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Fuzzy Optimisation of Reverse Logistics Networks

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If you have a question about this talk, please contact David Greaves.

Reverse logistics concerns the return and integration of used or obsolete products back to a supply chain. Although the concept of reuse of products and materials is not new, it has been gaining increasing attention in the last decade or so, from various industries, such as automotive manufacturing, electronics and consumer appliance industries. Two main reasons for importance of product recovery are: (1) environmental; growth of environmental awareness has led to development of new legislation concerning waste reduction requirements, take-back obligations, and disposal practices, and (2) economical; reverse logistics has been used as a competitive weapon for effective reduction of the production cost and savings in raw material.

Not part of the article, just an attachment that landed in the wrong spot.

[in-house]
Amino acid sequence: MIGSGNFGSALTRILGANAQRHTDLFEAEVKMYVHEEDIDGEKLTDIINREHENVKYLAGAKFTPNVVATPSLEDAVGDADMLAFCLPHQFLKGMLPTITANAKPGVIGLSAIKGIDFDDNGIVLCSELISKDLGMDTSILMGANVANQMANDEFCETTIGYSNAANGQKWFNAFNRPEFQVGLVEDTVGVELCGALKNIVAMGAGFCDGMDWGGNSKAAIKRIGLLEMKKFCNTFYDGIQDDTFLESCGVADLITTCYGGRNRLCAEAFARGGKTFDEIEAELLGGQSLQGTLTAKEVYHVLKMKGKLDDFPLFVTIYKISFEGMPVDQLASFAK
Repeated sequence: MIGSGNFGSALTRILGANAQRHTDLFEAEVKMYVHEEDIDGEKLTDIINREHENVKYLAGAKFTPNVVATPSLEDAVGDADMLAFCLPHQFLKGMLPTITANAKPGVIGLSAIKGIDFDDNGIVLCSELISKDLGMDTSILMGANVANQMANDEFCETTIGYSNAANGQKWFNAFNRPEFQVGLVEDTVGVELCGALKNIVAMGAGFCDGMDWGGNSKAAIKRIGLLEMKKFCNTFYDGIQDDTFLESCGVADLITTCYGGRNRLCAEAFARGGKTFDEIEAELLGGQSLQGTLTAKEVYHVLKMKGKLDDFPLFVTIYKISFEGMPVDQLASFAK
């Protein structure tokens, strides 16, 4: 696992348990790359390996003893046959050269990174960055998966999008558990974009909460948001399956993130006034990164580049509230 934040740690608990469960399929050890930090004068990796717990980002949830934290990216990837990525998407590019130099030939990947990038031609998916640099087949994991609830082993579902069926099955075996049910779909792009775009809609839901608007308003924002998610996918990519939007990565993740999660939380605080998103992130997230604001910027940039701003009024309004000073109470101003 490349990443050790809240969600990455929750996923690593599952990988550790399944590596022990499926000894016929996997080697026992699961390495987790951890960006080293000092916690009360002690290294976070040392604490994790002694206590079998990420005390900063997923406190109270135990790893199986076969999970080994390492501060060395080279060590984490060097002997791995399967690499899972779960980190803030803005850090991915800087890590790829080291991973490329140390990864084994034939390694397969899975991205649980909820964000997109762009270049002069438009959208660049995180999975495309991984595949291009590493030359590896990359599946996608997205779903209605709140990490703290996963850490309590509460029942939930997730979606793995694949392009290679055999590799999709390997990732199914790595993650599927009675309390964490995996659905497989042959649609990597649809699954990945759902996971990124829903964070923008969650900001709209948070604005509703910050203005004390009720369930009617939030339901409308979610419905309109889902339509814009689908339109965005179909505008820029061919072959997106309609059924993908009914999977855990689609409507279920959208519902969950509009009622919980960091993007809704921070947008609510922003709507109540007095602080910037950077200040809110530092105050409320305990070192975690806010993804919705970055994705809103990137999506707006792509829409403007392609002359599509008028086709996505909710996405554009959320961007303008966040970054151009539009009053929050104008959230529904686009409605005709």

We have considered a generic type of reverse logistics network. It consists of a traditional forward production route, inspection of returned products, and three return routes including repair, remanufacturing and disposal routes. The route which a returned product will take depends on its quality. Returned products of better quality are repaired, and of lower quality are remanufactured or disposed. It is assumed that demand and return quantities are uncertain. They are specified by linguistic terms and modelled using fuzzy numbers.

We have developed a novel two phase fuzzy mixed integer optimisation algorithm for decision making in the reverse logistics network. We have carried out various numerical experiments and sensitivity analysis to better understand the effects of quality of returns and reverse logistics network parameters on the network performance.

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This talk is part of the Wednesday Seminars - Department of Computer Science and Technology series.

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